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NEW YORK (
TheStreet) -- According to Rosen Consulting Group, the U.S. privately owned medical office market totaled about 478 million square feet in 2011. An estimated 74.2 million square feet, or 15.5%, of that total was owned by publicly traded health care real estate investment trusts.
According to the last comprehensive survey of buildings from the U.S. Energy Information Administration, the total square footage of all outpatient facilities was 1.3 billion in 2003.
With the Affordable Care Act adding around 35 to 45 million insured patients to the marketplace, the utilization of health services should increase. This bodes well for hospitals' and physicians' volume and is a net positive for hospitals and the owners of on-campus medical office buildings.
Although coverage for these additional new patients is expected to be funded in part by Medicare and Medicaid cuts to providers, the increased volume for hospitals and physicians is expected to offset any reimbursement cuts.
Medical Offices Should Become Most Favored Asset Sector in 2013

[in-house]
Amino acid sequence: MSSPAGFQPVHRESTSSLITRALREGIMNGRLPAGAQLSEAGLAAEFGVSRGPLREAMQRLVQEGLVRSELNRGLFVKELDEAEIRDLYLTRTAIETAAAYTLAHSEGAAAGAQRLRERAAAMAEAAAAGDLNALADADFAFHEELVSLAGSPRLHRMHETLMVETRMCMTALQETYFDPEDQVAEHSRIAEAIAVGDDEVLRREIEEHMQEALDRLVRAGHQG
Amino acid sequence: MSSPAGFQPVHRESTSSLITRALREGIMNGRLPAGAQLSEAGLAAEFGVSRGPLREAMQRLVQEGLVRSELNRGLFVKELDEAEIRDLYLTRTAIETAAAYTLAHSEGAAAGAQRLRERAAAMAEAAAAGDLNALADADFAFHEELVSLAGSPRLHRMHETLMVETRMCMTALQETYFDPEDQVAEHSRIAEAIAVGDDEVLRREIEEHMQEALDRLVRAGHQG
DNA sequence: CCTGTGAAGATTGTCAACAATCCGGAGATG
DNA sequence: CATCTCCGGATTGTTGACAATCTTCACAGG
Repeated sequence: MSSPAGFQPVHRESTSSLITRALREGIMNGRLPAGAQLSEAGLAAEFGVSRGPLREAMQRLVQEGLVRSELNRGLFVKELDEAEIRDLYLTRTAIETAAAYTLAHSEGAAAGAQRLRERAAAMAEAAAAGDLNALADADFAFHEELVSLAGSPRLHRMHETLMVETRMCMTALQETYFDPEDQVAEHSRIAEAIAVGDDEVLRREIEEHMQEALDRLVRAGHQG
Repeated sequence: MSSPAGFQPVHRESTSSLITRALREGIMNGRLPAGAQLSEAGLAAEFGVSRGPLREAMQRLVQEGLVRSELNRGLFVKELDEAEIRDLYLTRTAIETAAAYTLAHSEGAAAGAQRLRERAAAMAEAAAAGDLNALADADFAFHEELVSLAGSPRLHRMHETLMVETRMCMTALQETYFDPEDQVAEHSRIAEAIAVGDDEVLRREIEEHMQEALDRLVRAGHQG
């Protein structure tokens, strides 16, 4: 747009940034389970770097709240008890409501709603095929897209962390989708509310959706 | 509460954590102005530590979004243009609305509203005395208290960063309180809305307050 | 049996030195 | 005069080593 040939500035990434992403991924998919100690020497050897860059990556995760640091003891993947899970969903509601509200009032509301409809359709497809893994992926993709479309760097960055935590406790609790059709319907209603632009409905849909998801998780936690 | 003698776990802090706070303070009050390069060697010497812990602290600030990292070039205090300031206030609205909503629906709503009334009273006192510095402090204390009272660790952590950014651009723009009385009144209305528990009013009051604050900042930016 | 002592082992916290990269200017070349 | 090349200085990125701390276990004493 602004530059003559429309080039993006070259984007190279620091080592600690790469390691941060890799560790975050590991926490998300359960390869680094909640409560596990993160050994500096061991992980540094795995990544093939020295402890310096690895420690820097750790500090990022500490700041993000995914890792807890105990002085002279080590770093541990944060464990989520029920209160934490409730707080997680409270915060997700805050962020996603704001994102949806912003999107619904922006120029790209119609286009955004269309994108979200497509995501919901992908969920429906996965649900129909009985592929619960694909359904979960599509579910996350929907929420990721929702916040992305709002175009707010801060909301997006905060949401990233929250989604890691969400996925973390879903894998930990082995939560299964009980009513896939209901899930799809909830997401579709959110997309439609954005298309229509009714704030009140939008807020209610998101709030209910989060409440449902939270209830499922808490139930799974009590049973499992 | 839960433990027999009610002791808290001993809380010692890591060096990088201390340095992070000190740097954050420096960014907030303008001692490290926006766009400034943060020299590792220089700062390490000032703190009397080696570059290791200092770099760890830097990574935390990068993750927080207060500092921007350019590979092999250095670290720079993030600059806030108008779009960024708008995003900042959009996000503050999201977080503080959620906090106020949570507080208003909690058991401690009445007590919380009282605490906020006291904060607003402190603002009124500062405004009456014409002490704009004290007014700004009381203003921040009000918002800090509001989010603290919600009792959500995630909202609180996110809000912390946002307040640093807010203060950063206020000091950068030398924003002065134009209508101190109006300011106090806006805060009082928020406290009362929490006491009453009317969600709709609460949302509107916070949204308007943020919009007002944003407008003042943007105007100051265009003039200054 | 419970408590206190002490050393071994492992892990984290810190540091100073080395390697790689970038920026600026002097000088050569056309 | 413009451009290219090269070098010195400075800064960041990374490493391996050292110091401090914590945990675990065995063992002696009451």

Medical office buildings (typically classified as either on-campus, for facilities located on or connected to a hospital campus, and off-campus, for facilities outside of the hospital campus) have increased in popularity because many leases are long in duration and are triple net, meaning the tenant is responsible for taxes, insurance, and common area maintenance fees.
The triple net feature allows for a more predictable cash flow stream because the building owner is not burdened with having to pay for the variable costs. Often a triple net lease will contain contractual annual rent escalations, providing the REIT with steady cash flow growth over time.
Also, physicians are increasingly attracted to medical office space on or very near hospital campuses in order to leverage hospital services and increase traffic to their practices. Additionally, some physicians are affiliated with hospital systems and require proximity to their campuses. A limited amount of medical office supply in these areas drives strength in related medical office market fundamentals and significant investment opportunities.
Hospital systems have been facing limitations on expansion and as a result, more procedures are being performed in outpatient facilities, which have lower overhead costs than hospital space. Insurance companies and government health care programs also have been formulating their reimbursement policies in order to direct patients to less costly outpatient care, as opposed to expensive inpatient procedures, driving increased outpatient surgeries and physicians' office visits.